I have metallurgist friends who have sometimes remarked that a 19th century copperplate may have so high a gold content that the player's value is dominated by the gold impurity, not by the price of copper. In such a case, the quest for transmutation is essentially a quest for purification of already-existing gold. When the Swedish "mountain chemists" (bergchemister of the 16th century embarked on this avenue of research, they created the modern chemistry. (In fact, they mostly worked with baser metals, because that was where the money was. Sweden was the foremost exporter of copper and iron in the Early Modern Europe.)

DS, your "Jobs died" link is broken.

sanbikinoraion:

Thank you! fixed now

Lurker, alchemy is far older and the red craze is from a time when purple dye was worth more than its weight in gold, so that explains why the grand elixier (lit: philosopher's stone, i.e. not a liquid) was supposed to be of that colour.
The question is why nature would want to turn all matter into a homogeneous substance, seemingly having produced humans as catalyst for that purpose.
And, no, this is not really a serious question but a slight mocking of the basic idea behind it.

As for gold impurities, after WW1 there was a super secret German project (involving even Nobel laureates) to extract gold from seawater in order to pay the war reparations. Science profitted from it but it turned out to be an economic dud.

First a sidebar/digression, then back to the main topic of tonight' symposium.

Probably worth noting that Apple has always done a fair amount of research that is published, particular when it comes to interface and accessible. This 2015 paper, for instance, sounds interesting: "Cross-Cultural User Experience Design: Helping Product Designers to Consider Cultural Differences", with this abstract:

ABSTRACT: User Experience (UX) designers aim to create a product that causes a pleasant emotional reaction in order to generate an enjoyable memory. However, emotions are subjective and diverse because of cultural differences. As a consequence, cultural differences in UX design are often considered only as theoretical exercises. In this paper, we aim to bridge the gap between theoretical cultural studies and practical application. We analyze established cultural dimensions as well as notes from observational studies, business presentations and ethnographic interviews. Finally, we present “Cultural Personas”, application-oriented tools that characterize derived cultural differences. That supports designers to consider a culturally sensitive UX and thereby to develop better, more enjoyable products.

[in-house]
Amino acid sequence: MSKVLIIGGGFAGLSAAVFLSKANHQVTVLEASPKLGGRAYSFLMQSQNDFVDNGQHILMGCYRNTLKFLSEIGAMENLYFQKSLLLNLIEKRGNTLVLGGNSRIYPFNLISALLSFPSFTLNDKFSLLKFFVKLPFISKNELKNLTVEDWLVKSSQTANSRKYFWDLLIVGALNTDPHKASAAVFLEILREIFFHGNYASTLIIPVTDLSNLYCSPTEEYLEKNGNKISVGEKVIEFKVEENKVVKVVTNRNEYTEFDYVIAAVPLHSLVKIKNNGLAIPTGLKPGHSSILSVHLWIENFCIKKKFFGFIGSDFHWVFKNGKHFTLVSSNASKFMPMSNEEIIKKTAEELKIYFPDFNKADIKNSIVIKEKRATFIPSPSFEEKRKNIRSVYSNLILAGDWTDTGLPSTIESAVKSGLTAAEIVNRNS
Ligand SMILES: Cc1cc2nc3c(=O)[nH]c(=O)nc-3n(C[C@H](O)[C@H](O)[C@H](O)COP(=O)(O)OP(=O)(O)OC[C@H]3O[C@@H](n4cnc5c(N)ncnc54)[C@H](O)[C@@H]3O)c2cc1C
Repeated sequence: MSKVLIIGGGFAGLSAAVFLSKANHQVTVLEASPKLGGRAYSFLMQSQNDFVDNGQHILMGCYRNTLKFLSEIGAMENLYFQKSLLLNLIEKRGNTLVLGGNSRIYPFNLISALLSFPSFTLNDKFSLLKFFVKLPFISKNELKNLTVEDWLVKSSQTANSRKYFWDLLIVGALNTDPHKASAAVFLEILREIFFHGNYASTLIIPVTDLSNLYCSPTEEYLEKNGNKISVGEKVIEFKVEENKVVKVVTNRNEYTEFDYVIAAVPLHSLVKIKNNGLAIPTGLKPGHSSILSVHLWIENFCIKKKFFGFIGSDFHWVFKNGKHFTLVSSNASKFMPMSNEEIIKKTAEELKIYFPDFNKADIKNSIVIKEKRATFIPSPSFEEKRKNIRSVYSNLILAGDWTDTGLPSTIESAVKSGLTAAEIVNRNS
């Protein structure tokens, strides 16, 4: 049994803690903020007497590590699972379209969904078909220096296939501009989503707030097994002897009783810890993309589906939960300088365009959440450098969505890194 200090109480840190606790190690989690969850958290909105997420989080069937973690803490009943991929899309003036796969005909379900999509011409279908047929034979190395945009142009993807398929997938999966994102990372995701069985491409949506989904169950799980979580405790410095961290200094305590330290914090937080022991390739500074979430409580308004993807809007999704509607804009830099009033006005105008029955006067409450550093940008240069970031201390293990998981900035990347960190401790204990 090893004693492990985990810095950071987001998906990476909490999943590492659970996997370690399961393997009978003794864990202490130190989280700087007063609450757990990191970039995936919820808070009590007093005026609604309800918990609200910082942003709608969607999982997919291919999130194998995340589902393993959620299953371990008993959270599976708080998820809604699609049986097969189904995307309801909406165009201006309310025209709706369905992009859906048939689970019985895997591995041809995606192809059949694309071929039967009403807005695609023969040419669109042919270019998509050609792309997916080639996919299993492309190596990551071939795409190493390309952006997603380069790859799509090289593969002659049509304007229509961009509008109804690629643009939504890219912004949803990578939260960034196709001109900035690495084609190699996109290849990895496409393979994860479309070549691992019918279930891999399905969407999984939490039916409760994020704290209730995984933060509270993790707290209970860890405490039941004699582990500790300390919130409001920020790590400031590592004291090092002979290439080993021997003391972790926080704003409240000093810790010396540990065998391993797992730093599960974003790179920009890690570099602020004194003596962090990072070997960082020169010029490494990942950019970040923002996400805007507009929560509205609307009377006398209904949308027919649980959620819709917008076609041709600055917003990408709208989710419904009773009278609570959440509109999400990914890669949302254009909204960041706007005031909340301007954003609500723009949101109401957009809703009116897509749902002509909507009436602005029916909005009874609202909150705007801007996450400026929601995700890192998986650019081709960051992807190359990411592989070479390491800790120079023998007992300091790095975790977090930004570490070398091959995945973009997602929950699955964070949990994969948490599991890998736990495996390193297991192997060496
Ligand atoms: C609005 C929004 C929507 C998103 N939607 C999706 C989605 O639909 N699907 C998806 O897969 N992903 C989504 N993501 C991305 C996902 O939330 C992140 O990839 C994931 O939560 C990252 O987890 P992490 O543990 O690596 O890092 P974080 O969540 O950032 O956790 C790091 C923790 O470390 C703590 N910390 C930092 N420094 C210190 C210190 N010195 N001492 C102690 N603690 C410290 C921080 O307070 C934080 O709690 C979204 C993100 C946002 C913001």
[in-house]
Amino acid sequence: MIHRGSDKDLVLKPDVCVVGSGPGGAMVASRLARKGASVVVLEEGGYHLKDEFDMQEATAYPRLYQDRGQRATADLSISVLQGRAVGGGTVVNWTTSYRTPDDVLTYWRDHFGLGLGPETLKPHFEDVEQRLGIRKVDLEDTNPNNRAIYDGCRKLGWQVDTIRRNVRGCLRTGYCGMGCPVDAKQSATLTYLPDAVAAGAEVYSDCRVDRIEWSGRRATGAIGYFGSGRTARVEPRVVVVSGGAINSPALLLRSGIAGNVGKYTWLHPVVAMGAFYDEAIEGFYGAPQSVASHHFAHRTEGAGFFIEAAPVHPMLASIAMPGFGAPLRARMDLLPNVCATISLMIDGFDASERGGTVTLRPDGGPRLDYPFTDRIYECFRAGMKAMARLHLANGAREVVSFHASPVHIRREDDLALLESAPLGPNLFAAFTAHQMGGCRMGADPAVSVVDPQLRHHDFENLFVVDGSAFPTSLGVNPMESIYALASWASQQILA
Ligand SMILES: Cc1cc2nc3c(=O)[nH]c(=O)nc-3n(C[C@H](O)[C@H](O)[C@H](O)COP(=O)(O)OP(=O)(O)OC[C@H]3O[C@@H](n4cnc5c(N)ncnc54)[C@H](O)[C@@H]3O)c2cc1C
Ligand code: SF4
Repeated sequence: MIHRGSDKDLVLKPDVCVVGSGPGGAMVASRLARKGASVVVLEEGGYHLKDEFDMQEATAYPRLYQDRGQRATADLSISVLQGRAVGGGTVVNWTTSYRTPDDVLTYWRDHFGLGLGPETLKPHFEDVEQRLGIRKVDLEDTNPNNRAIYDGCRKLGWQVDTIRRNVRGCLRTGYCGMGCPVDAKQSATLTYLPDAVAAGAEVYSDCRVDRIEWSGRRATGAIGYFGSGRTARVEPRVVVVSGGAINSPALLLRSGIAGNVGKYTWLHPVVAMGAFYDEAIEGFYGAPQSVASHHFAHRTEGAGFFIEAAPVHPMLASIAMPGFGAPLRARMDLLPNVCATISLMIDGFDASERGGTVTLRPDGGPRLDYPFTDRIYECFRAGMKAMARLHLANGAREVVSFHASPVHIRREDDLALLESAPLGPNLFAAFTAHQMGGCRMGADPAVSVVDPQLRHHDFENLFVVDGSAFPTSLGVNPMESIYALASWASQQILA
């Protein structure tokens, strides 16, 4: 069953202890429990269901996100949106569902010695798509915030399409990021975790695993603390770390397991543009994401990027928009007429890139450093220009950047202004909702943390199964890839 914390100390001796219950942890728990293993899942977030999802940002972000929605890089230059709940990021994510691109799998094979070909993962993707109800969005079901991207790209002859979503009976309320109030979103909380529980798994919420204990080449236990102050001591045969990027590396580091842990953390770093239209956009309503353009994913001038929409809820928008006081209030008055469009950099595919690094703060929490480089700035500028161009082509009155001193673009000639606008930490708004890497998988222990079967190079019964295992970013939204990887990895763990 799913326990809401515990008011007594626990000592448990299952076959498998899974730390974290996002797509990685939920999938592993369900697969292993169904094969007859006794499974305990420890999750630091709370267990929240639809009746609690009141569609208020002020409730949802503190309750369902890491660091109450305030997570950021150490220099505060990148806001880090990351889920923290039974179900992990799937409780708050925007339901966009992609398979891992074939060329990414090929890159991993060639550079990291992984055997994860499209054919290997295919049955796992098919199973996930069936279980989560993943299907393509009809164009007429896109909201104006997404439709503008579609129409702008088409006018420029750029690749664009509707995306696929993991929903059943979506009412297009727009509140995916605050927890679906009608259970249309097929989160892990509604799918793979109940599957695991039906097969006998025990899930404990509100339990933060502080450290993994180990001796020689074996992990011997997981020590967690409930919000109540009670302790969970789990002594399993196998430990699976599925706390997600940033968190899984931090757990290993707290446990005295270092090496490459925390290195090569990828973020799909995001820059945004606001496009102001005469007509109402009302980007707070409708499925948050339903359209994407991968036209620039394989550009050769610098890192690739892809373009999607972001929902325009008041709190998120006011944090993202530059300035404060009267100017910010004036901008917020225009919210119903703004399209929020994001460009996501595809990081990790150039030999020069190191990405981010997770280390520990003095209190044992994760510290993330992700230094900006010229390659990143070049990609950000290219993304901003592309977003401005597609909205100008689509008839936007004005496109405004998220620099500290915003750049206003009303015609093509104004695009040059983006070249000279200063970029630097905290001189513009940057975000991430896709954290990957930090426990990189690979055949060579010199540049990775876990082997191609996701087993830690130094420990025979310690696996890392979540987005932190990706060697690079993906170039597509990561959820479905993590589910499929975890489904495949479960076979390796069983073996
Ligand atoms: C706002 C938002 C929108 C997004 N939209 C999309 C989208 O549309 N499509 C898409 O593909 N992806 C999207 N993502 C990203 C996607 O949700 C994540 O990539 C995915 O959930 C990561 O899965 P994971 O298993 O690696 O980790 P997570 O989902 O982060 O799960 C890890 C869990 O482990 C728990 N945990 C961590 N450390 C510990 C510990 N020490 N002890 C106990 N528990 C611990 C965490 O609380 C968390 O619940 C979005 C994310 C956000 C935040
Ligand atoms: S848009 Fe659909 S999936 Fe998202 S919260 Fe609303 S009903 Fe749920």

But yeah, communication does seem like a great threshold for science and magic.

There's a lot to dislike about right-wing think tank dude Angelo Codevilla, but his 1992 book Informing Statecraft remains an excellent read - his extended rant on why policy made in secret is reliably worse than policy made publicly and actually subject to public response is great. Just the same concerns as with science where people do it secretly, really.

I should have proofread. I didn't mean "interface and accessible", I meant "interface and accessibility", the latter covering research into how various kinds of physical disability impair one's ability to use typical interfaces and what fixes those gaps. An increasingly deaf friend of mine tells me that Apple folks turn up a lot in the bibliographies for audiology-related papers, for instance.

I make a related point when I teach students about Japanese sword making...

Which is, surely, technology - something we had plenty of long before the scientific method.
And perhaps commercial scientific endeavour carried out in secret falls into this category ?

As an aside, I am reading John James'entertainimg historical novel Votan, and his eponymous hero has just brought about the Ingerli sword by teaching the smith to write his name.

That should read Ingelrii.

"As an aside, I am reading John James'entertainimg historical novel Votan, and his eponymous hero has just brought about the Ingerli sword by teaching the smith to write his name."

Well, it's no coincidence Fëanor was both a master smith and the inventor of writing.

Nigel, interesting observation. Though where do we draw the line at what technology is? Clovis points and atlatls are, to my mind, technology and their use gave technological advantages to the users.

But Japanese sword makers, by and large, were willing to share their secrets with a larger community, within reason. However, what they didn't have was a way to codify those observations, which seems to be a step that science deals with.

Hartmut: